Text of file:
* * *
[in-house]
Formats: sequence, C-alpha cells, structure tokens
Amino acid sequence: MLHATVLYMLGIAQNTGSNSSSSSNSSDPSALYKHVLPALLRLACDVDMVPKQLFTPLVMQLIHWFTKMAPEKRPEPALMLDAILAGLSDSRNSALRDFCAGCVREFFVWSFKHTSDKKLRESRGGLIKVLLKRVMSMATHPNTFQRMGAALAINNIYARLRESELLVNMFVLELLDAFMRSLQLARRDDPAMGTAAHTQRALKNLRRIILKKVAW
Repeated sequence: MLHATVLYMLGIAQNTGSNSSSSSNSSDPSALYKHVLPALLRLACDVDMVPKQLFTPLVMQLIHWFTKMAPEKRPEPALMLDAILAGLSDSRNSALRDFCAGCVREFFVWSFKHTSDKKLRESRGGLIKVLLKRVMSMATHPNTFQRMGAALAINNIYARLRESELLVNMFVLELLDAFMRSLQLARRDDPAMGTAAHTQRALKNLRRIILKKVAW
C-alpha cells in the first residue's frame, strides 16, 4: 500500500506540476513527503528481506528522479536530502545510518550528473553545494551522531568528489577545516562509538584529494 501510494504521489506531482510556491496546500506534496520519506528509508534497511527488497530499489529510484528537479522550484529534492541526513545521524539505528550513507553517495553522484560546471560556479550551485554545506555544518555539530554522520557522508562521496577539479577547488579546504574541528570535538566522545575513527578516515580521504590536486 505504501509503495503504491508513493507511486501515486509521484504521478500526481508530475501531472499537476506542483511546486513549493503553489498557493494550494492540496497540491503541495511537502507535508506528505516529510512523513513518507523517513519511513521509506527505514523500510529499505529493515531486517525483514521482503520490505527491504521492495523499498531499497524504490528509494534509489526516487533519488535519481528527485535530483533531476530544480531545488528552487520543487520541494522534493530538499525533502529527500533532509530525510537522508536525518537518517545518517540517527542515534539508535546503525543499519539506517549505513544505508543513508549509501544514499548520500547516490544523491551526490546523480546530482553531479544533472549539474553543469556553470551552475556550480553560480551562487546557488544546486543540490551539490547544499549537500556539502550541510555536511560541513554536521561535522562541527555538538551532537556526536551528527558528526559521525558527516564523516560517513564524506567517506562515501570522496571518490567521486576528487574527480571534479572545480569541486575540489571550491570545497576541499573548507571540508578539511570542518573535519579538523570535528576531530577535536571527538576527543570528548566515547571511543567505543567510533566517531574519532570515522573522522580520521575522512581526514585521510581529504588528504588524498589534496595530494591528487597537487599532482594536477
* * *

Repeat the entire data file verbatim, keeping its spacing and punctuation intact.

[in-house]
Formats: sequence, C-alpha cells, structure tokens
Amino acid sequence: MLHATVLYMLGIAQNTGSNSSSSSNSSDPSALYKHVLPALLRLACDVDMVPKQLFTPLVMQLIHWFTKMAPEKRPEPALMLDAILAGLSDSRNSALRDFCAGCVREFFVWSFKHTSDKKLRESRGGLIKVLLKRVMSMATHPNTFQRMGAALAINNIYARLRESELLVNMFVLELLDAFMRSLQLARRDDPAMGTAAHTQRALKNLRRIILKKVAW
Repeated sequence: MLHATVLYMLGIAQNTGSNSSSSSNSSDPSALYKHVLPALLRLACDVDMVPKQLFTPLVMQLIHWFTKMAPEKRPEPALMLDAILAGLSDSRNSALRDFCAGCVREFFVWSFKHTSDKKLRESRGGLIKVLLKRVMSMATHPNTFQRMGAALAINNIYARLRESELLVNMFVLELLDAFMRSLQLARRDDPAMGTAAHTQRALKNLRRIILKKVAW
C-alpha cells in the first residue's frame, strides 16, 4: 500500500506540476513527503528481506528522479536530502545510518550528473553545494551522531568528489577545516562509538584529494 501510494504521489506531482510556491496546500506534496520519506528509508534497511527488497530499489529510484528537479522550484529534492541526513545521524539505528550513507553517495553522484560546471560556479550551485554545506555544518555539530554522520557522508562521496577539479577547488579546504574541528570535538566522545575513527578516515580521504590536486 505504501509503495503504491508513493507511486501515486509521484504521478500526481508530475501531472499537476506542483511546486513549493503553489498557493494550494492540496497540491503541495511537502507535508506528505516529510512523513513518507523517513519511513521509506527505514523500510529499505529493515531486517525483514521482503520490505527491504521492495523499498531499497524504490528509494534509489526516487533519488535519481528527485535530483533531476530544480531545488528552487520543487520541494522534493530538499525533502529527500533532509530525510537522508536525518537518517545518517540517527542515534539508535546503525543499519539506517549505513544505508543513508549509501544514499548520500547516490544523491551526490546523480546530482553531479544533472549539474553543469556553470551552475556550480553560480551562487546557488544546486543540490551539490547544499549537500556539502550541510555536511560541513554536521561535522562541527555538538551532537556526536551528527558528526559521525558527516564523516560517513564524506567517506562515501570522496571518490567521486576528487574527480571534479572545480569541486575540489571550491570545497576541499573548507571540508578539511570542518573535519579538523570535528576531530577535536571527538576527543570528548566515547571511543567505543567510533566517531574519532570515522573522522580520521575522512581526514585521510581529504588528504588524498589534496595530494591528487597537487599532482594536477